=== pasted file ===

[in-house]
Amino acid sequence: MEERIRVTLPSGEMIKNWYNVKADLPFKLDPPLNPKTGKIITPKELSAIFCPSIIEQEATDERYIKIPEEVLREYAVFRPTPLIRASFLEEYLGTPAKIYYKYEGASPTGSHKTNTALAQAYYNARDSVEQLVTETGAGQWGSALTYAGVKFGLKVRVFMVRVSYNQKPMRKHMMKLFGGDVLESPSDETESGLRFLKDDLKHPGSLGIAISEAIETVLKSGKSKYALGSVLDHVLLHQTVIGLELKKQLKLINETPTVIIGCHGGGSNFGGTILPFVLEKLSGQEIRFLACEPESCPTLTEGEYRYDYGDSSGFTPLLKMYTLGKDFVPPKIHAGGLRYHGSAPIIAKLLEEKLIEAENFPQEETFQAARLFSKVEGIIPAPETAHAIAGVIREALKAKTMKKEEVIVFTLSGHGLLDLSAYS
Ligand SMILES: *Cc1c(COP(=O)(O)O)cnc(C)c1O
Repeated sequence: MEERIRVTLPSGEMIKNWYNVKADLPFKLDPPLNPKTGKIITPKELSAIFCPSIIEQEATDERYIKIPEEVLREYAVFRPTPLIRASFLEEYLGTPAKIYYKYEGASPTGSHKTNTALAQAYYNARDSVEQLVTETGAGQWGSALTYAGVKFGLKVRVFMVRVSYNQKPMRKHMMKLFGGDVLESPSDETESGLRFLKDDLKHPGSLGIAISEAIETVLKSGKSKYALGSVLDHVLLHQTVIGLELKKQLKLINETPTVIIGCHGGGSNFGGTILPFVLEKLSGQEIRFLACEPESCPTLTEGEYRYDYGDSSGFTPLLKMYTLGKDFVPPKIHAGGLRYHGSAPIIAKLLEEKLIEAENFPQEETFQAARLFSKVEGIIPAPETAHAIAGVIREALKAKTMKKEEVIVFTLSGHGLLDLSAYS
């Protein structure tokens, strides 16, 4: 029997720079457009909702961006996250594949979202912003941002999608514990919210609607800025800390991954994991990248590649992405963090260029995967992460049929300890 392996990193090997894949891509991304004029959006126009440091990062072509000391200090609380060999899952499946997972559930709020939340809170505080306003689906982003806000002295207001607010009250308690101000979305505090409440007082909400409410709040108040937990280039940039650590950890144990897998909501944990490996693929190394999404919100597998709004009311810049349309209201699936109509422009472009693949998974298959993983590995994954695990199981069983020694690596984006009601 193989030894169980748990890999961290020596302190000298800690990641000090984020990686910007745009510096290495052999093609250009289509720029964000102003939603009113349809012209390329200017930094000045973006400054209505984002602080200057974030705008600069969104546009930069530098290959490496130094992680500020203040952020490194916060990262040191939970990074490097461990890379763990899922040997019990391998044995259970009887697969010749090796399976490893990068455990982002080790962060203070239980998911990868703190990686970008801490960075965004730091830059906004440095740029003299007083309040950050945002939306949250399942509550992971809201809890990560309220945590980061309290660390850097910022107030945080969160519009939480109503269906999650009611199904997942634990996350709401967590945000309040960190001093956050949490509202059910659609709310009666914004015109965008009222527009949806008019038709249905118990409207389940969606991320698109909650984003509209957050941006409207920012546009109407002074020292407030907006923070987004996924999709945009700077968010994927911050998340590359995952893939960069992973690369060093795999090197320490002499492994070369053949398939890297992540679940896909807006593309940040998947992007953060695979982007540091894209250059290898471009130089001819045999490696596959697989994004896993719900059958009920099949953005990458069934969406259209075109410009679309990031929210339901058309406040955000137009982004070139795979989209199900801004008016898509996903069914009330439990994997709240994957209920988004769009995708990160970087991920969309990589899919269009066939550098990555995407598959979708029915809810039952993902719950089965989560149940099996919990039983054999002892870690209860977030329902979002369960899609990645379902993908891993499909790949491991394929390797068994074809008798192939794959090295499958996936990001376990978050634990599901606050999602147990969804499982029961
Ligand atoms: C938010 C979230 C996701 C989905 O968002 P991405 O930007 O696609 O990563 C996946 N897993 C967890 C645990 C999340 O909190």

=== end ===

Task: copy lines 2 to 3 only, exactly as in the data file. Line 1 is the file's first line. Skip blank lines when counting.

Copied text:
Amino acid sequence: MEERIRVTLPSGEMIKNWYNVKADLPFKLDPPLNPKTGKIITPKELSAIFCPSIIEQEATDERYIKIPEEVLREYAVFRPTPLIRASFLEEYLGTPAKIYYKYEGASPTGSHKTNTALAQAYYNARDSVEQLVTETGAGQWGSALTYAGVKFGLKVRVFMVRVSYNQKPMRKHMMKLFGGDVLESPSDETESGLRFLKDDLKHPGSLGIAISEAIETVLKSGKSKYALGSVLDHVLLHQTVIGLELKKQLKLINETPTVIIGCHGGGSNFGGTILPFVLEKLSGQEIRFLACEPESCPTLTEGEYRYDYGDSSGFTPLLKMYTLGKDFVPPKIHAGGLRYHGSAPIIAKLLEEKLIEAENFPQEETFQAARLFSKVEGIIPAPETAHAIAGVIREALKAKTMKKEEVIVFTLSGHGLLDLSAYS
Ligand SMILES: *Cc1c(COP(=O)(O)O)cnc(C)c1O